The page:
Along the way I popped into stores and chatted up locals and store owners to try to get a handle on this place that was holding me in its emotional grip despite the humidity of an August afternoon. Fred and Myrna had stopped working but I was on a mission.

The newly arrived cruise ships were a big issue. There were those who said that the daytime visitors from the ships were not the big spenders as, it appears, they were led to believe. Several shopowners seemed genuinely concerned about the new “trinket seeking jean shorted” tourists “coming off the boats like an army of red ants in search of “the best deal on a slice of pizza”.

But one wizened old man in a striped shirt and tie, with wide red suspenders shook off this view and told me, as we shared a bench, that, “this place sells itself. The cruise ship visitors may not spend much but they’ll remember, and they’ll come back, and they’ll tell their friends about this place.”

My walk took me up State Street past men’s stores that have been serving “Southern Gentlemen” for years. One small place featured two salesmen sitting just behind the glass of the front door in the standardCharlestondress uniform, seersucker suits worn properly with bowties. They peered out at passersby, like two hoot owls smiling at some private joke.

As one popularCharlestonblog puts it, “we Charlestonians are collectively, dare I say it, the most fashionable and good-looking in all of the Southeast.” I would not question such modesty.

I stopped in at M. Dumas & Sons and scanned the seersucker but I couldn’t see it fitting in with a visit to Wrigley Field.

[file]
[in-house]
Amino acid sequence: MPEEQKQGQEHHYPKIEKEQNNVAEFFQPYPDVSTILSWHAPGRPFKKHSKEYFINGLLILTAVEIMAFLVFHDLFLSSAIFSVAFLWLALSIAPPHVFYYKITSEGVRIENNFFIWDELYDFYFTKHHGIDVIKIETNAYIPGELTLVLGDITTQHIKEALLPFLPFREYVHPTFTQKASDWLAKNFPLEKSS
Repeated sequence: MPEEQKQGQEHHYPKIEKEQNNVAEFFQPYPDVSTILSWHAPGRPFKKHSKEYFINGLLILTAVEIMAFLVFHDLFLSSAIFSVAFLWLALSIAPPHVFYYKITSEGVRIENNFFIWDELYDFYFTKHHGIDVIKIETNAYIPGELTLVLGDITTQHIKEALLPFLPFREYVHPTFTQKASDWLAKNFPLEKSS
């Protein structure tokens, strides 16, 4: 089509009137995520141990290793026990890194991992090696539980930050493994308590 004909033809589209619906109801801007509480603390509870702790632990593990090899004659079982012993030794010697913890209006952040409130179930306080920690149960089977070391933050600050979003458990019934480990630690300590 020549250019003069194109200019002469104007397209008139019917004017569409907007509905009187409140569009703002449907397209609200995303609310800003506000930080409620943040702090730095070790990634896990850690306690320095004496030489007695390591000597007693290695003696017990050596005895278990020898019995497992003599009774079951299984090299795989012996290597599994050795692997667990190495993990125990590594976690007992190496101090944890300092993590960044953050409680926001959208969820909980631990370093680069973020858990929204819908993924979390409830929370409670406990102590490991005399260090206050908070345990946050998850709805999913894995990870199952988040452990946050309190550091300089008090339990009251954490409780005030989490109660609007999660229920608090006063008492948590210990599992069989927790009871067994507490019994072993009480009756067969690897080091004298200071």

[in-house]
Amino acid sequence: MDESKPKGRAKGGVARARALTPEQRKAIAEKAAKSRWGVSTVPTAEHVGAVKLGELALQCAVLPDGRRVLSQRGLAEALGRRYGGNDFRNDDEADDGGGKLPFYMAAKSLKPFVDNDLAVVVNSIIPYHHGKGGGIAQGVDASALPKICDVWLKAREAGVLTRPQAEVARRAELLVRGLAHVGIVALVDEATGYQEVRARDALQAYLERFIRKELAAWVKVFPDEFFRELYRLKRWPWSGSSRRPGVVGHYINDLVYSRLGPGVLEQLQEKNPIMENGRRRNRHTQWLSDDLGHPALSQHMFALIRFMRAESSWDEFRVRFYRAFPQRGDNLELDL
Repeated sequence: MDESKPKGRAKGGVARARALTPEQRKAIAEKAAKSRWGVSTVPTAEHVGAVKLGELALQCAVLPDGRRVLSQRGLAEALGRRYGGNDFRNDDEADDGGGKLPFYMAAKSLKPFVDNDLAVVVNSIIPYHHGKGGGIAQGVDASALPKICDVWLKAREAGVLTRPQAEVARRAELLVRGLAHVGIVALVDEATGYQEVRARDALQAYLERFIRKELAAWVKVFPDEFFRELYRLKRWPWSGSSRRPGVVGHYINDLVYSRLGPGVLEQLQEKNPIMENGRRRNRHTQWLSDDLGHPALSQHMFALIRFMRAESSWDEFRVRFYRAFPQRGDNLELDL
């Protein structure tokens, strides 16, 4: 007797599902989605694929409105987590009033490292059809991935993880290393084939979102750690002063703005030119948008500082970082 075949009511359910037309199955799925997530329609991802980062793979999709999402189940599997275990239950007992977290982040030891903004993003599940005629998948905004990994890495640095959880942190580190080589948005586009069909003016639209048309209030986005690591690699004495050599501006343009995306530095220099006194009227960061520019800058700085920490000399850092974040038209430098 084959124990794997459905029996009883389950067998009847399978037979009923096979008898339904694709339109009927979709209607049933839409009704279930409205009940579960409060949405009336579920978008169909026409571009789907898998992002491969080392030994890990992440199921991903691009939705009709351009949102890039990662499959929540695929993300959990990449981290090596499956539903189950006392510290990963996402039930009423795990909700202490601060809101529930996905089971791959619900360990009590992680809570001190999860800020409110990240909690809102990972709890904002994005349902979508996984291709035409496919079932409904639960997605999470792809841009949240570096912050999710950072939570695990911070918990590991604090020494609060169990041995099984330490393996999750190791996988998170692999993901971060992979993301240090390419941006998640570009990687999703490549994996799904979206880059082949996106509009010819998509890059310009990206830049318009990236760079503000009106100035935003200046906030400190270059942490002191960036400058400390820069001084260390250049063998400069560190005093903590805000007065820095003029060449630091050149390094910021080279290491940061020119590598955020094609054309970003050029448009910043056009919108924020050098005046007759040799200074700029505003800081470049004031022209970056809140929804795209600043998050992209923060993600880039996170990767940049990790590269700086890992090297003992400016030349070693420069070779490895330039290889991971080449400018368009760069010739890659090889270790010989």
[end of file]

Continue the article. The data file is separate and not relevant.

It was about this time, as I leftState Street, that I began to realize that I was becoming addicted to a purely southern vice for which there was no known cure.

I love Sweet Tea. I can’t describe the real thing to you, you just sort of know when you’ve got it. And Charleston is the epicenter of the Sweet Tea revolution. It has something to do with just the right amount of cane sugar but I can’t go further than that. I can tell you that when you realize you can’t walk more than two city blocks without a sip of the stuff, you are an addict.

I walked on to Chalmers Street and the Old Slave Mart. Charleston has been criticized for its lack of official recognition of the slave trade during the antebellum period. But for many tourists who can trace their heritage back to relatives who entered the country aboard the fetid ships that served the trade, a visit toCharlestonis fraught with meaning.

At one time, slaves were sold in batches on the steps of the old Customs House in the center of the city. But some of the local women thought it unfashionable to be walking past low tables where slaves, offered at public sale, were chained together. These low tables were set up in yard sales and marts along Queen and State streets.

In 1856, the city fathers passed an ordinance that outlawed the public sales of human beings.

In the early evening, as dusk was approaching, I went back to the horse stables. The temperature had dropped to 91 and Fred and Myrna were ready to show me their city.

It was a lovely night and I felt totally engaged with this place as the horses hoofs clomped effortlessly along the darkening streets. We stopped at an overlook facing out at the harbor and I missed the guide’s words as I peered out atFt.Sumter.

Our tour continued past the best real estate inCharleston, the homes “South of Broad”, a demarcation line separating the affluent from the wealthy with bragging rights. To live south of Broad streetwas to cement one’s authority toCharlestonupper crust citizenship, perhaps assisting with membership in one of the many private membership clubs in the city.